You must complete the Mortgage Associates Program within one year. The passing grade for the exams is 70%.
Looking to become a mortgage broker in Montreal or Quebec? Quebec mortgage brokers are licensed by the Autorité des marchés financiers (AMF) There are a few requirements to getting a mortgage broker license in Quebec, including:
The AMF requires the completion of the Mortgage Brokerage Qualification Program (MBQP) before being eligible to write the final examinations. All courses are available only in French. Courses in English are expected to be added in the coming years.
AMF in-person course providers in Montreal include Collège CEI and Académie de l'entrepreneurship québécois. Online course providers include Collège CEI, Académie de l'entrepreneurship québécois, and Mortgage Professionals Canada.
The MBQP consists of two modules: Professional conduct and professional practice (F-116) and Mortgage brokerage (F-611). Mortgage Professionals Canada structures their program into two sub-programs: CHQ101 for those new to the industry and CHQ201 for those with at least two years of experience. CHQ101 lasts nine weeks while CHQ201 lasts four weeks.
After completion of two final exams, candidates will undergo a probationary period where they will work at least 28 hours per week for 12 weeks. After the probationary period is over, candidates can apply for their Quebec mortgage broker license.
Provincial regulatory bodies govern the real estate market in Canada. The Mortgage Brokers' Regulatory Council of Canada (MBRCC) is a forum to help provincial regulators coordinate regulatory practices between provinces. Nine provinces are members of the MBRCC with the exception of Prince Edward Island.
Mortgage brokers in Quebec are regulated by the Autorité des marchés financiers. Individuals need to pass four stages of certification before becoming a licensed mortgage broker. This includes mortgage broker training, training on professional practice and ethics, and related exams.
The Financial Services Commission of Ontario (FSCO), now merged into the new Financial Services Regulatory Authority of Ontario (FSRA), regulates mortgage brokers in Ontario. A FSRA license is mandatory for mortgage brokers operating in Ontario. Their licensed name and license number must be displayed on all marketing materials and advertisements.
If you obtain a mortgage from an unlicensed mortgage broker then you are not protected under Ontario's Mortgage Brokerages, Lenders and Administrators Act. Private mortgage lenders do not need to be licensed, however they cannot advertise to the public. Licensed mortgage brokers can advertise on their behalf. Ontario requires a minimum two-day cooling off period before signing your mortgage agreement with a mortgage broker. This gives you time to carefully review your contract and terms.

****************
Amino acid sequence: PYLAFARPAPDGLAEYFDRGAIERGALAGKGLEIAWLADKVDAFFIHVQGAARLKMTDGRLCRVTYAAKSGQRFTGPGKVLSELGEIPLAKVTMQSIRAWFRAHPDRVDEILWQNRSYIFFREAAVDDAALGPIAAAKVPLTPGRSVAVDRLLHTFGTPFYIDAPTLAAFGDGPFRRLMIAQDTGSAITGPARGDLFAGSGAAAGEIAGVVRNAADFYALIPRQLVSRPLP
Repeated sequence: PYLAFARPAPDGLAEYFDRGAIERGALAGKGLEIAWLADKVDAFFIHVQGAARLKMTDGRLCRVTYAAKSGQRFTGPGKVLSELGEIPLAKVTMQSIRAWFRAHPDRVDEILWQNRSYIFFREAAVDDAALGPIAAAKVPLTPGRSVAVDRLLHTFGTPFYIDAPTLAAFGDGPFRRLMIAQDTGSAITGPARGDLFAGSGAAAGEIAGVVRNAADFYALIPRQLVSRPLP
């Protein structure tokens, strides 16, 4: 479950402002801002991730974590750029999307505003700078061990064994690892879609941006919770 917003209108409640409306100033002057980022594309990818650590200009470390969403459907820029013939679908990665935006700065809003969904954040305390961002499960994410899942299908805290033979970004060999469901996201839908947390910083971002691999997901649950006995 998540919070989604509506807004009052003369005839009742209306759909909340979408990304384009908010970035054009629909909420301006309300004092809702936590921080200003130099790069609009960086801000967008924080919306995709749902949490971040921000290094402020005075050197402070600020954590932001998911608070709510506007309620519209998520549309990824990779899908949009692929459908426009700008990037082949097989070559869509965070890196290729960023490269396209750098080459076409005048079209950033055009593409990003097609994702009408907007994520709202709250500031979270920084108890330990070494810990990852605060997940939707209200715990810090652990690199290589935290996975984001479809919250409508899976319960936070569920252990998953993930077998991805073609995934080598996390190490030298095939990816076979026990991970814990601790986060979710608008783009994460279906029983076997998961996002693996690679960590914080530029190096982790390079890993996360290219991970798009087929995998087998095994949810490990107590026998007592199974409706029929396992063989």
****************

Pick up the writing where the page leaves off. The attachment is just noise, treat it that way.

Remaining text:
The BC Financial Services Authority (BCFSA) licenses mortgage brokers in British Columbia. The Mortgage Brokers Act also requires private mortgage lenders who lend more than ten mortgages a year to be licensed as a mortgage broker.
The Real Estate Council of Alberta (RECA) is the governing body for the real estate industry in Alberta, where “Anyone who solicits individuals to borrow or lend money secured by a mortgage, or negotiates a mortgage on behalf of another person must hold a licence with RECA”.
You can check if a mortgage broker is licensed by going to the website of the regulatory body for your province or territory. If the broker is licensed, the listing will display the current status of the license and may also include possible restrictions or disciplinary decisions against the broker, depending on the regulatory body. Depending on your province, brokers may be required to state their brokerage license number on their website or on promotional material and advertisements, such as in Ontario. You can find a list of each provincial regulatory authority on the following table
|Federal||Office of the Superintendent of Financial Institutions (OSFI)|
|Provincial||Mortgage Broker Regulators' Council of Canada (MBRCC)|
|British Columbia||B.C. Financial Services Authority (BCFSA)|
|Alberta||Real Estate Council of Alberta (RECA)|
|Saskatchewan||Financial and Consumer Affairs Authority of Saskatchewan (FCAA)|
|Manitoba||Financial Services Regulatory Authority of Ontario (FSRA)|
|Quebec||Autorité des marchés financiers (AMF)|
|New Brunswick||Financial and Consumer Services Commission (FCNB)|
|Newfoundland/Labrador||Service NL, Government of Newfoundland and Labrador|
|Nova Scotia||Service Nova Scotia and Municipal Relations (SNSMR)|